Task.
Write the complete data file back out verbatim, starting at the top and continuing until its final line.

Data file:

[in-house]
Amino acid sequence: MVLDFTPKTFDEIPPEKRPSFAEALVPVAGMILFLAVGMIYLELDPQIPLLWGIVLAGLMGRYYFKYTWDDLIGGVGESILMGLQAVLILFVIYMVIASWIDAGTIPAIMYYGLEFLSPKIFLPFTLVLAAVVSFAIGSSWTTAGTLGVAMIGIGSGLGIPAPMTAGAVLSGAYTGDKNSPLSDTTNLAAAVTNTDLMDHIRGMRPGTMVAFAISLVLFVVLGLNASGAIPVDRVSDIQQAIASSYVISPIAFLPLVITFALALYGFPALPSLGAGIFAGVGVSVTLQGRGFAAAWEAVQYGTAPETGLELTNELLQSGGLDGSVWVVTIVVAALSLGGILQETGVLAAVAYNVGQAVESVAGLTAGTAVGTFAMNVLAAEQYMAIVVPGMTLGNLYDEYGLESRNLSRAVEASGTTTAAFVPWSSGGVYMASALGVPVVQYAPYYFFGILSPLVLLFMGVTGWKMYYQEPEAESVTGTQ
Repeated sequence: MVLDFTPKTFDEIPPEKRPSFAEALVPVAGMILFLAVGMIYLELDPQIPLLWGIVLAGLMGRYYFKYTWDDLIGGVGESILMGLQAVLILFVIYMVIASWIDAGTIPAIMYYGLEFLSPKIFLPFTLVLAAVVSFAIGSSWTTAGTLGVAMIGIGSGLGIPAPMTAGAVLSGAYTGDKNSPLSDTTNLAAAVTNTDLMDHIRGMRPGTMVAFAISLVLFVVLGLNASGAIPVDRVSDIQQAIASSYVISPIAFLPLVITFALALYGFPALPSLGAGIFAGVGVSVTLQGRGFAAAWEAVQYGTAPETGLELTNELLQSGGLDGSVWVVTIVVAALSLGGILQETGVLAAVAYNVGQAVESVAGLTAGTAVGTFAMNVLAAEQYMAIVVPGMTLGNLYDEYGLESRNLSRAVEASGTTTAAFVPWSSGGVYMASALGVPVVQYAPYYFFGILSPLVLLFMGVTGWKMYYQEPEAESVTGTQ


[in-house]
Amino acid sequence: MVLDFTPKTFDEIPPEKRPSFAEALVPVAGMILFLAVGMIYLELDPQIPLLWGIVLAGLMGRYYFKYTWDDLIGGVGESILMGLQAVLILFVIYMVIASWIDAGTIPAIMYYGLEFLSPKIFLPFTLVLAAVVSFAIGSSWTTAGTLGVAMIGIGSGLGIPAPMTAGAVLSGAYTGDKNSPLSDTTNLAAAVTNTDLMDHIRGMRPGTMVAFAISLVLFVVLGLNASGAIPVDRVSDIQQAIASSYVISPIAFLPLVITFALALYGFPALPSLGAGIFAGVGVSVTLQGRGFAAAWEAVQYGTAPETGLELTNELLQSGGLDGSVWVVTIVVAALSLGGILQETGVLAAVAYNVGQAVESVAGLTAGTAVGTFAMNVLAAEQYMAIVVPGMTLGNLYDEYGLESRNLSRAVEASGTTTAAFVPWSSGGVYMASALGVPVVQYAPYYFFGILSPLVLLFMGVTGWKMYYQEPEAESVTGTQ
Repeated sequence: MVLDFTPKTFDEIPPEKRPSFAEALVPVAGMILFLAVGMIYLELDPQIPLLWGIVLAGLMGRYYFKYTWDDLIGGVGESILMGLQAVLILFVIYMVIASWIDAGTIPAIMYYGLEFLSPKIFLPFTLVLAAVVSFAIGSSWTTAGTLGVAMIGIGSGLGIPAPMTAGAVLSGAYTGDKNSPLSDTTNLAAAVTNTDLMDHIRGMRPGTMVAFAISLVLFVVLGLNASGAIPVDRVSDIQQAIASSYVISPIAFLPLVITFALALYGFPALPSLGAGIFAGVGVSVTLQGRGFAAAWEAVQYGTAPETGLELTNELLQSGGLDGSVWVVTIVVAALSLGGILQETGVLAAVAYNVGQAVESVAGLTAGTAVGTFAMNVLAAEQYMAIVVPGMTLGNLYDEYGLESRNLSRAVEASGTTTAAFVPWSSGGVYMASALGVPVVQYAPYYFFGILSPLVLLFMGVTGWKMYYQEPEAESVTGTQ